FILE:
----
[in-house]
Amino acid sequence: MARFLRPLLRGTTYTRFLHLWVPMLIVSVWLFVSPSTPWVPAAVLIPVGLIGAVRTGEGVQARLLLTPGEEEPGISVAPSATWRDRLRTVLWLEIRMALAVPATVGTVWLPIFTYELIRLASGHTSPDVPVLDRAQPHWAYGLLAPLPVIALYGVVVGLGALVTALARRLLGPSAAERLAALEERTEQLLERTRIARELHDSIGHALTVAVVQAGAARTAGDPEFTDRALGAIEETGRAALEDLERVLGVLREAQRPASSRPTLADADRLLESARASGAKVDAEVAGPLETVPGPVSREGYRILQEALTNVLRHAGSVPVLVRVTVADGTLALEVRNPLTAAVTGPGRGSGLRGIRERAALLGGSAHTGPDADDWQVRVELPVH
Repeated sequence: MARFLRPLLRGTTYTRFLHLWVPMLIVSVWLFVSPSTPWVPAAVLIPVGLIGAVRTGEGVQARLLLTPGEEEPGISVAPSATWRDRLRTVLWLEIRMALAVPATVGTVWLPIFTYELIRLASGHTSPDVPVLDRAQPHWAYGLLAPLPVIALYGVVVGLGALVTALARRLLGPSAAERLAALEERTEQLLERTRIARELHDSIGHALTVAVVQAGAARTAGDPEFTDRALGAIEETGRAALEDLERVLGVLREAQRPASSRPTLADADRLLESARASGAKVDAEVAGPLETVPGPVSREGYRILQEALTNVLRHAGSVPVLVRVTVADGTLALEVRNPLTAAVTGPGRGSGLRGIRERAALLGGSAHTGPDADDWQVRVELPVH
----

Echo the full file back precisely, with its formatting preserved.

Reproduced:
[in-house]
Amino acid sequence: MARFLRPLLRGTTYTRFLHLWVPMLIVSVWLFVSPSTPWVPAAVLIPVGLIGAVRTGEGVQARLLLTPGEEEPGISVAPSATWRDRLRTVLWLEIRMALAVPATVGTVWLPIFTYELIRLASGHTSPDVPVLDRAQPHWAYGLLAPLPVIALYGVVVGLGALVTALARRLLGPSAAERLAALEERTEQLLERTRIARELHDSIGHALTVAVVQAGAARTAGDPEFTDRALGAIEETGRAALEDLERVLGVLREAQRPASSRPTLADADRLLESARASGAKVDAEVAGPLETVPGPVSREGYRILQEALTNVLRHAGSVPVLVRVTVADGTLALEVRNPLTAAVTGPGRGSGLRGIRERAALLGGSAHTGPDADDWQVRVELPVH
Repeated sequence: MARFLRPLLRGTTYTRFLHLWVPMLIVSVWLFVSPSTPWVPAAVLIPVGLIGAVRTGEGVQARLLLTPGEEEPGISVAPSATWRDRLRTVLWLEIRMALAVPATVGTVWLPIFTYELIRLASGHTSPDVPVLDRAQPHWAYGLLAPLPVIALYGVVVGLGALVTALARRLLGPSAAERLAALEERTEQLLERTRIARELHDSIGHALTVAVVQAGAARTAGDPEFTDRALGAIEETGRAALEDLERVLGVLREAQRPASSRPTLADADRLLESARASGAKVDAEVAGPLETVPGPVSREGYRILQEALTNVLRHAGSVPVLVRVTVADGTLALEVRNPLTAAVTGPGRGSGLRGIRERAALLGGSAHTGPDADDWQVRVELPVH